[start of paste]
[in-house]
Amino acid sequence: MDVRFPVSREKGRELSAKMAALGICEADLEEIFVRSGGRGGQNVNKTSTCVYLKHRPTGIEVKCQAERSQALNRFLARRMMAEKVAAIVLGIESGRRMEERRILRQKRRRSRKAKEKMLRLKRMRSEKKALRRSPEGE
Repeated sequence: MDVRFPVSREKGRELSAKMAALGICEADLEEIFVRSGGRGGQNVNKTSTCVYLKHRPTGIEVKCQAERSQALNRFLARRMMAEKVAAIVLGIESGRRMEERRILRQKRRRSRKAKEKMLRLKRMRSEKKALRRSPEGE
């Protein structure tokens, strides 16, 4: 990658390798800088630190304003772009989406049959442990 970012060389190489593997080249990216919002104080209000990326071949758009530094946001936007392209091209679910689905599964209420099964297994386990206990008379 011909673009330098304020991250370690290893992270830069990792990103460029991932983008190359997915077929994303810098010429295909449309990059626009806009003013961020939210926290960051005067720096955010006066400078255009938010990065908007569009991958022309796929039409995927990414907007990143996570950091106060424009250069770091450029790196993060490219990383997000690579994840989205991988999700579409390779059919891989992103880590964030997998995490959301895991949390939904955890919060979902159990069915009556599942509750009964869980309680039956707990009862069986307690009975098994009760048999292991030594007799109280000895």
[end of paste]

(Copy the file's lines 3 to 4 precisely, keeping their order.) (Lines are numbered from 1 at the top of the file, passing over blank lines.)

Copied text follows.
Repeated sequence: MDVRFPVSREKGRELSAKMAALGICEADLEEIFVRSGGRGGQNVNKTSTCVYLKHRPTGIEVKCQAERSQALNRFLARRMMAEKVAAIVLGIESGRRMEERRILRQKRRRSRKAKEKMLRLKRMRSEKKALRRSPEGE
């Protein structure tokens, strides 16, 4: 990658390798800088630190304003772009989406049959442990 970012060389190489593997080249990216919002104080209000990326071949758009530094946001936007392209091209679910689905599964209420099964297994386990206990008379 011909673009330098304020991250370690290893992270830069990792990103460029991932983008190359997915077929994303810098010429295909449309990059626009806009003013961020939210926290960051005067720096955010006066400078255009938010990065908007569009991958022309796929039409995927990414907007990143996570950091106060424009250069770091450029790196993060490219990383997000690579994840989205991988999700579409390779059919891989992103880590964030997998995490959301895991949390939904955890919060979902159990069915009556599942509750009964869980309680039956707990009862069986307690009975098994009760048999292991030594007799109280000895």